Leigh Griffiths sure Deila exit won’t affect title bid

Celtic manager Ronny Deila with the club's top scorer Leigh Griffiths.  Photograph: Alan Harvey/SNS

Celtic manager Ronny Deila with the club's top scorer Leigh Griffiths. Photograph: Alan Harvey/SNS

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Announcing a manager’s departure prior to the end of a season, as Celtic did this week, can prove a problematic and potentially damaging strategy in football.

Perhaps the most notable example of such a decision backfiring happened at Rangers midway through the 
1997-98 campaign when advance notice of Walter Smith’s resignation culminated in the Ibrox club losing out on their bid for a record tenth consecutive league title.

There have been more recent cases in point, with Borussia Dortmund missing out on silverware last season with defeat in the German Cup final after revealing in April that Jurgen Klopp would be stepping down.

Celtic, with a healthy lead at the top of the Premiership table going into their final five fixtures, should be on relatively safer ground in going public with Ronny Deila’s decision to move on this summer.

That is the view taken by striker Leigh Griffiths who insists there is no chance of the Celtic players allowing the news to distract them from the task of seeing the job through to secure a fifth consecutive title win for the club.

“It’s a given that we won’t let that happen,” said Griffiths ahead of tomorrow’s first post-split match against Ross County at Celtic Park.

“The big incentive is to get maximum points from our next few games, secure the title as soon as possible and then we can go and have fun. The gaffer can have fun, everyone connected with the club can have fun and we can look forward to title day at the end of the season.

“It’s not been a good few days for the club. The most disappointing thing was losing to Rangers in the Scottish Cup semi-final last Sunday and then the gaffer coming in and saying he is leaving at the end of the season.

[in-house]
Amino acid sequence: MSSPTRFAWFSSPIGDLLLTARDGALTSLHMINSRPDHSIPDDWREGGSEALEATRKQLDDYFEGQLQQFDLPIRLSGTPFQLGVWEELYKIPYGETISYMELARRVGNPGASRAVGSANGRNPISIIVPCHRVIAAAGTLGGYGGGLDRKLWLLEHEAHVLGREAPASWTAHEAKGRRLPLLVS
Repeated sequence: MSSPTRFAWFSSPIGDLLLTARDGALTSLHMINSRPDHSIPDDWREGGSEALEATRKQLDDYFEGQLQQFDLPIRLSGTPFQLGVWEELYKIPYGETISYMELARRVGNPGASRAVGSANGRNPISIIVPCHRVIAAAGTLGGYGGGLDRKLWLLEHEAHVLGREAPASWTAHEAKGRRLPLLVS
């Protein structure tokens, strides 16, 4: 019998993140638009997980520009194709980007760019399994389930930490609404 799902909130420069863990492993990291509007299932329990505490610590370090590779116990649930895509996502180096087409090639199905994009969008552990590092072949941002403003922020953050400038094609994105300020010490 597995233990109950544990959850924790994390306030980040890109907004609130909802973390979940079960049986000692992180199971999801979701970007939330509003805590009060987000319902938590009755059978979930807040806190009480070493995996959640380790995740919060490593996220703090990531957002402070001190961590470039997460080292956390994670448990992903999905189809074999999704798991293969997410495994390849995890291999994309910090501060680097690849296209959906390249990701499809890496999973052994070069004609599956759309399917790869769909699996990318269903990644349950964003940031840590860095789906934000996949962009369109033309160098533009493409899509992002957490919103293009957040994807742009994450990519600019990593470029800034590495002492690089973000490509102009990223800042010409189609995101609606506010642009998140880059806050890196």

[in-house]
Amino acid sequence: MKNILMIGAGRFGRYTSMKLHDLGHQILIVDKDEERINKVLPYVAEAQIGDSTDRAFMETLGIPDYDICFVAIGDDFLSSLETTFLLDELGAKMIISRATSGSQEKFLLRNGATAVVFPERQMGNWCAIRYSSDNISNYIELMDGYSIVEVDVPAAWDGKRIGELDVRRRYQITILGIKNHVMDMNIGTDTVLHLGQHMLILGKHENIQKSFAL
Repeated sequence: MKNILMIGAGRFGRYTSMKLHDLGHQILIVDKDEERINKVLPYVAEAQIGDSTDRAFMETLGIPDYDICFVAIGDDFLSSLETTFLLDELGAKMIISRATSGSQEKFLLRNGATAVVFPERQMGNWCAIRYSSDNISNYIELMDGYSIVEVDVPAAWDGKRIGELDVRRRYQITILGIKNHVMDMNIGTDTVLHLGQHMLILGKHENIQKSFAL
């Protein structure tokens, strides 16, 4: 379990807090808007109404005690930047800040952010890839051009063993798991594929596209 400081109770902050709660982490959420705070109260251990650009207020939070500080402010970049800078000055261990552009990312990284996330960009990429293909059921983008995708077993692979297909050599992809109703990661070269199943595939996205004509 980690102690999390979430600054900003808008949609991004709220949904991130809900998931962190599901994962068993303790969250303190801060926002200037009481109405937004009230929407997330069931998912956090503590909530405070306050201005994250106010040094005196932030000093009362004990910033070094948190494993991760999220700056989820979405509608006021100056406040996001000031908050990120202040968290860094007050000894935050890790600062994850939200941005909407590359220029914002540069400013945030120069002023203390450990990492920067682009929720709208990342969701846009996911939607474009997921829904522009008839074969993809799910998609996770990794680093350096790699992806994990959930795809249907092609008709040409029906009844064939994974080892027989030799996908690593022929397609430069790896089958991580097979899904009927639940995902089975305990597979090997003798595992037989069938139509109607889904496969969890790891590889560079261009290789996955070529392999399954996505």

“He just told us it was his decision to walk away. That was pretty much it. He told us it was his decision, it wasn’t the club forcing him out. As players, we respect his decision.

“Now we know we need to look forward and the response we need is to give him the perfect send off by making sure he can lift that trophy in the last game of the season.

“That would be the fitting way for him to leave. It would be three trophies on his CV in two years at the club. Some might think of that as failure, but it will look pretty good on his CV.”

Griffiths had to work hard to convince Deila of his worth at Celtic, starting out as a fringe player in the Norwegian’s plans before establishing himself as his first-choice striker. His 37 goals this season have provided Deila with the opportunity to claim his second 
Premiership title.

“It’s been well documented that the first four months for me under the gaffer weren’t great but after that I’ve not really looked back,” reflected Griffiths.

“I’ve played some of the best football of my career under him and hopefully I can continue that with the next manager.

“Did a change have to be made? It’s hard to say. There was pressure from the fans and pundits calling for his head. As players, we had a job to do. People say last Sunday was the final straw, but if we had won that game it would have been different altogether. We can’t really say whether changing manager is the right or wrong thing to do.”

Griffiths did concede that Deila’s departure will not be a cause for universal regret among the Celtic squad.

“That’s part and parcel of any dressing room,” he added. “Some people will not be in favour, some people will be in favour.

“But with a new manager coming in now, everyone has got a clean slate and it’s up to them to go and impress.”

In the immediate aftermath of defeat by Rangers at Hampden, Celtic defender Charlie Mulgrew offered the view that even clinching a fifth consecutive league title would not fully compensate for that Old Firm disappointment.

While Griffiths understands Mulgrew’s view, he believes success over the next few weeks can bring a different perspective.

“Charlie is still hurting, as the rest are, because he’s a Celtic fan and getting beat by Rangers is hard to take,” said 
Griffiths.

“It was like how I felt as a Hibs fan playing for Hibs whenever we lost to Hearts. I mean, I got humiliated in a Scottish Cup final in the biggest Edinburgh derby there will ever be.

“But when we go and lift that title on the last day of this season, memories of last Sunday will be put away to the back of our minds.

“The fans will still be hurting from last Sunday, as are the players, but we need to move forward now and the only way to do that is to get three points against Ross County.”

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